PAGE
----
At this time in art history painting landscape for it’s own sake didn’t really exist. So this painting by Albrecht Durer in 1496 was unusual.
Where landscapes were painted, they were secondary to the main subject of the painting, such as a historical, religious or mythological event. Paintings of such events were considered the most important of the time, followed by portraits of prestigious people and then paintings of ordinary and everyday life. Landscape painting didn’t become a genre in its own right until the early 1500s. Urban landscapes were also included as backgrounds to portraits, and these, together with the interiors in which subjects for portraits were painted, provide a lot of information about life in the time. For example, wardrobes had not yet been invented, so households kept all their belongings in chests, which could be very ornate and exquisitely painted (see, for example, Cassone with a Tournament Scene in the National Gallery).
Week 5. Arts of court and state
This week focussed on the second half of the fifteenth century art in different cities. The lecture began with the story of Rome. At the beginning of the 1400s Rome was a very depressed place, with various families fighting for control of the city and the Pope was based in Avignon in France. But by the late 1440s, the Pope had returned to Rome and the Papacy began the work of creating a modern city, and commissioning and collecting modern and classical art. At this time the Sistine Chapel was built and the Vatican decorated with opulent interiors and wonderful frescoes. Artists in Venice, Florence, Nuremburg and Rome, continued to develop their understanding of linear and aerial perspective and their fascination with the human body. Drawings were rare at this time because paper was very expensive, but Jacopo Bellini began to make drawings for his own interest, and Pisanello began drawing horses and wildlife. By 1450 artists were making sketches from life, particularly of the human figure, and print making, and engravings became important, as demonstrated by the work of Antonio Pollaiuolo, Andrea Mantegna,, Martin Schongauer, Piero della Francesca and Albrecht Durer.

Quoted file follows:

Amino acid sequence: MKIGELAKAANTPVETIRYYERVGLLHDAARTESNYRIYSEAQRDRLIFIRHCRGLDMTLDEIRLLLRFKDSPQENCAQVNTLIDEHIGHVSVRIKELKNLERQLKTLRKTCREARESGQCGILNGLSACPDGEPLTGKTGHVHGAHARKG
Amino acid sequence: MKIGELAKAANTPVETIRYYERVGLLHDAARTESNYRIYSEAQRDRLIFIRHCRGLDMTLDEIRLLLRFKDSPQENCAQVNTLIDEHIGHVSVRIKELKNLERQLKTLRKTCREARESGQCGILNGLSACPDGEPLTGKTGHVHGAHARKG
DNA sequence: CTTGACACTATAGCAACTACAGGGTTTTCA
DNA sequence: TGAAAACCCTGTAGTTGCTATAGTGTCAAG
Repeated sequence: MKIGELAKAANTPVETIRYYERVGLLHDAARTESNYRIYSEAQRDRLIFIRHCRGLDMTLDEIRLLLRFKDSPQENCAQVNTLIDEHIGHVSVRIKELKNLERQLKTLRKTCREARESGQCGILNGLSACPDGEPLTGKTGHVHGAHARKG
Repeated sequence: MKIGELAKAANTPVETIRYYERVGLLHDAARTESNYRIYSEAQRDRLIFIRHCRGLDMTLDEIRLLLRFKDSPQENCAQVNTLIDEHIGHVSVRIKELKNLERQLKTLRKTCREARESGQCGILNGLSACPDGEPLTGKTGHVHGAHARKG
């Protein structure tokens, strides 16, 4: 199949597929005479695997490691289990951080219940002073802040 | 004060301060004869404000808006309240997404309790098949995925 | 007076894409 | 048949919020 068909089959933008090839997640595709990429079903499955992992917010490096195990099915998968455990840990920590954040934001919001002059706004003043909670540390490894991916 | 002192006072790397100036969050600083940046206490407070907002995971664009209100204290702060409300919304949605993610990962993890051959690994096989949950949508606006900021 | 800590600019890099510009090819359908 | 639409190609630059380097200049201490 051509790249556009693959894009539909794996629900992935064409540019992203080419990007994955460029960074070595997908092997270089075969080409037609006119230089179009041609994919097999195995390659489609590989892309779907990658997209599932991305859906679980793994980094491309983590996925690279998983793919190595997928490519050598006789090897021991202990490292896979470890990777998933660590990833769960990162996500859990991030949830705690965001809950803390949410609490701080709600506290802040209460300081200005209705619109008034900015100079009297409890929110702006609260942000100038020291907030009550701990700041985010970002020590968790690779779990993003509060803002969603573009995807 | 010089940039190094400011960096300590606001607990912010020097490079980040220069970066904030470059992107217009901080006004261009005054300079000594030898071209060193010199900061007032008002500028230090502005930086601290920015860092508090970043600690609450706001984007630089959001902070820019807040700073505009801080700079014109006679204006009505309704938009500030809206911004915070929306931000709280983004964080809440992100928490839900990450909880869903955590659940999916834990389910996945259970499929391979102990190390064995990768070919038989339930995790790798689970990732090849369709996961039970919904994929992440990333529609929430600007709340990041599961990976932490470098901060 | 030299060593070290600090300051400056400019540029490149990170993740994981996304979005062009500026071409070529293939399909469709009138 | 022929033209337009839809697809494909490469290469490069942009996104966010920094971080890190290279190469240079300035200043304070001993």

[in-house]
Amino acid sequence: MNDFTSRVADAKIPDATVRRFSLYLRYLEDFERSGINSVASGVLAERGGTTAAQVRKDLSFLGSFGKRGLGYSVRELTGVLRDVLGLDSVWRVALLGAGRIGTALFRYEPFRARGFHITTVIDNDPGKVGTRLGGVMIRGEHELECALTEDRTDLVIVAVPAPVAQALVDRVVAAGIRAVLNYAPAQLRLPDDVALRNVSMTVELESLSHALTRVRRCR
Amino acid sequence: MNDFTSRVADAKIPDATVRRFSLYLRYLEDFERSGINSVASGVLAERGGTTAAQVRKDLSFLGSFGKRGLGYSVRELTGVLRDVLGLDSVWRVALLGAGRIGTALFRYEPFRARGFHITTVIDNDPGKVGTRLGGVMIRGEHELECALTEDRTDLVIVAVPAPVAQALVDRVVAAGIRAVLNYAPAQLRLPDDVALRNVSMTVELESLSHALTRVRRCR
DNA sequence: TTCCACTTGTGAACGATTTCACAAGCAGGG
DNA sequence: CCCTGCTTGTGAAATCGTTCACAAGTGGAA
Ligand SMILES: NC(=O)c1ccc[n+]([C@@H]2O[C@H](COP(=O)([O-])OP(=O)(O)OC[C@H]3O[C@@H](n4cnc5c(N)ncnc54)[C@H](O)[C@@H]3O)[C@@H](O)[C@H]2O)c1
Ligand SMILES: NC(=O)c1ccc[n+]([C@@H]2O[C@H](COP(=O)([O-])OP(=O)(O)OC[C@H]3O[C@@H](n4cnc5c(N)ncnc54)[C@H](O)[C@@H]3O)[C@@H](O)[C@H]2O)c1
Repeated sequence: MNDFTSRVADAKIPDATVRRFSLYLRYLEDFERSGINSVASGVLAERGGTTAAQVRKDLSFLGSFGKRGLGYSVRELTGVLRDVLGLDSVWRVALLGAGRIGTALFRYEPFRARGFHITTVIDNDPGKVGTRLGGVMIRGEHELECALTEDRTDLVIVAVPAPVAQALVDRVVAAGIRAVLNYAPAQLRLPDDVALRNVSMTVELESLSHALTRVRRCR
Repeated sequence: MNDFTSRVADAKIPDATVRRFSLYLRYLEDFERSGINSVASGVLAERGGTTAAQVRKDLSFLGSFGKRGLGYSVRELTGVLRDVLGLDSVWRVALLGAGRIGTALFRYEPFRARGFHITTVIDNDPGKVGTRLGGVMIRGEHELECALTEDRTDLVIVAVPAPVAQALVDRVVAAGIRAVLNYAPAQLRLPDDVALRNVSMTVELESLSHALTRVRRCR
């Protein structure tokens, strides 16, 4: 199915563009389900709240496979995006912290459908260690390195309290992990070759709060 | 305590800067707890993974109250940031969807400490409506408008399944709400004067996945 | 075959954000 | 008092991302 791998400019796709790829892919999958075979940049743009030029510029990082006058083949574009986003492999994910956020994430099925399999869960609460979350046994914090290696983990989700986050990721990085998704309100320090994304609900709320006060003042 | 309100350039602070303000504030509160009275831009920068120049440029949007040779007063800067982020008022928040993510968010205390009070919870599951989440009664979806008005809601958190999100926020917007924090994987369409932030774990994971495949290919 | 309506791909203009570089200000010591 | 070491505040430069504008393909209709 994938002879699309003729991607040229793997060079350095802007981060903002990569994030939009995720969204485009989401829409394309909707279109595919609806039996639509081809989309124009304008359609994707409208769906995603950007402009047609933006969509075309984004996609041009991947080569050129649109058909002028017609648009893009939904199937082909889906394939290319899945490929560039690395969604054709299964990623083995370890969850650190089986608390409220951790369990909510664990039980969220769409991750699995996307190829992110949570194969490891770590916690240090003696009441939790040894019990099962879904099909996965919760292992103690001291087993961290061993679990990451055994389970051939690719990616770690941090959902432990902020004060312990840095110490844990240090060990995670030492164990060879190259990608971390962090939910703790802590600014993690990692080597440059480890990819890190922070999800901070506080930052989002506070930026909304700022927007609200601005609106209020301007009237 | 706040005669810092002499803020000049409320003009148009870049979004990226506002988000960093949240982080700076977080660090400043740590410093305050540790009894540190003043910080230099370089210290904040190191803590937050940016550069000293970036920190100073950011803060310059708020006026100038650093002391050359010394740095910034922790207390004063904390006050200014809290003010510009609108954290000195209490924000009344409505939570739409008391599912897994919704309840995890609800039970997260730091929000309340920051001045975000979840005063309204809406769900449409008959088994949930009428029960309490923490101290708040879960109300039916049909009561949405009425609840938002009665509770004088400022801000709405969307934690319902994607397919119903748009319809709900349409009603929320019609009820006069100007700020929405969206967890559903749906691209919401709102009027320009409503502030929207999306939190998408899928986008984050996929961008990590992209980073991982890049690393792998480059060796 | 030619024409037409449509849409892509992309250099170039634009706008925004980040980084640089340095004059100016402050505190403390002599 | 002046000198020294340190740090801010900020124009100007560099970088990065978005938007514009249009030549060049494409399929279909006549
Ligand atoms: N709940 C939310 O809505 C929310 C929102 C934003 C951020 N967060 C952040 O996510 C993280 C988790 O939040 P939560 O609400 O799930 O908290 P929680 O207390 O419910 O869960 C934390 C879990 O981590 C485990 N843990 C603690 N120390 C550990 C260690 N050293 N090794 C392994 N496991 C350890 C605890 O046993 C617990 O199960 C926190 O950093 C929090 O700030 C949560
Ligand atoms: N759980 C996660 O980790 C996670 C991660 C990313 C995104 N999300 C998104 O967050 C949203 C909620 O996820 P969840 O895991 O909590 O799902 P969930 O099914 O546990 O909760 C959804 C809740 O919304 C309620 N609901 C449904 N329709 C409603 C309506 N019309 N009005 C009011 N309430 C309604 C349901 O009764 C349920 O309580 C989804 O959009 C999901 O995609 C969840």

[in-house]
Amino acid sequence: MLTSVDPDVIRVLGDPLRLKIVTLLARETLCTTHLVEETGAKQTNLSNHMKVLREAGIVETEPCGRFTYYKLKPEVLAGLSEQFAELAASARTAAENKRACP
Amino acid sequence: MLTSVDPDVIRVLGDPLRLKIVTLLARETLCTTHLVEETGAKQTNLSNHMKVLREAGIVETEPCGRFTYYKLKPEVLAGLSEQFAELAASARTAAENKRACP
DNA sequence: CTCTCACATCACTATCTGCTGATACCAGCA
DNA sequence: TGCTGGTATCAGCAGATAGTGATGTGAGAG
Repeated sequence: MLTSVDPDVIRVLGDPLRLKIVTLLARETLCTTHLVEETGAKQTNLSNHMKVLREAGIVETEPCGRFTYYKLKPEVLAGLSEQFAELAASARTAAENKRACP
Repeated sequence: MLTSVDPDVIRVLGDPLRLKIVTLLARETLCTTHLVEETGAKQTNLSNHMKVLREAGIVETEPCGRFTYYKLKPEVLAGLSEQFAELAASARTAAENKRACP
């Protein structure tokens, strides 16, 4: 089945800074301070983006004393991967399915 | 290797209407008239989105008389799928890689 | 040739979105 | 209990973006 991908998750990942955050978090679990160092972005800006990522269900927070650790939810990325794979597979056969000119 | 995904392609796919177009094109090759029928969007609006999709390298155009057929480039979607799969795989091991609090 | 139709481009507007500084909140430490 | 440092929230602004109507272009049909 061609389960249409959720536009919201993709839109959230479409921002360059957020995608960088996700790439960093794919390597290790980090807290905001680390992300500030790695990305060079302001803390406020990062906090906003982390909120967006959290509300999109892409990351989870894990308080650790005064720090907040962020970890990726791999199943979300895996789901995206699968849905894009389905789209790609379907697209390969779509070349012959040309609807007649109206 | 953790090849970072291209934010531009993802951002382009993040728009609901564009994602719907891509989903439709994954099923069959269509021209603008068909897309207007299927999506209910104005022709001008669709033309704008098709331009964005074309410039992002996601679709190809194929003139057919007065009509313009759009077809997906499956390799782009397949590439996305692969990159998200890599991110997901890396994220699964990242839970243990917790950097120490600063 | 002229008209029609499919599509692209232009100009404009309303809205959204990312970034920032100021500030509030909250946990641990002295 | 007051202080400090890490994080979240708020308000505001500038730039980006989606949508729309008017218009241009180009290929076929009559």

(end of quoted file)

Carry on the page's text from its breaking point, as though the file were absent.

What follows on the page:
Week 6. The artist as ‘star’
Today we accept as the norm, artist as ‘star’, an isolated individual working on art of intense personal meaning. This was not the case in the 15th century, when art was a more collegiate experience. Artists worked alongside other craftsmen such as shoemakers, and worked in many different disciplines. For example, Botticelli started as a goldsmith.
But, by the end of the 15th century some stars were rising, notably Leonardo da Vinci, Michelangelo, and later Raphael. All three raised the status of the artist in society, and still inspire us today. Jo Walton suggested that Leonardo was more interested in engineering than painting. He didn’t complete a great many paintings. In fact, he rarely finished anything. More important to him were his notebooks, which I was fortunate to see in an exhibition at the British Library in London in 2019.
I have not been able to do justice to the content of this course. For example, Jo Walton talked a lot about sculpture, which I haven’t included here. I also realise looking back through the portraits that I haven’t mentioned how artists began to work so effectively with light and the direction of light as depicted in this painting by Bellini. There were many illustrations of this during the course.
But hopefully there is enough here to spark an interest in the art of 1400-1500 Renaissance art.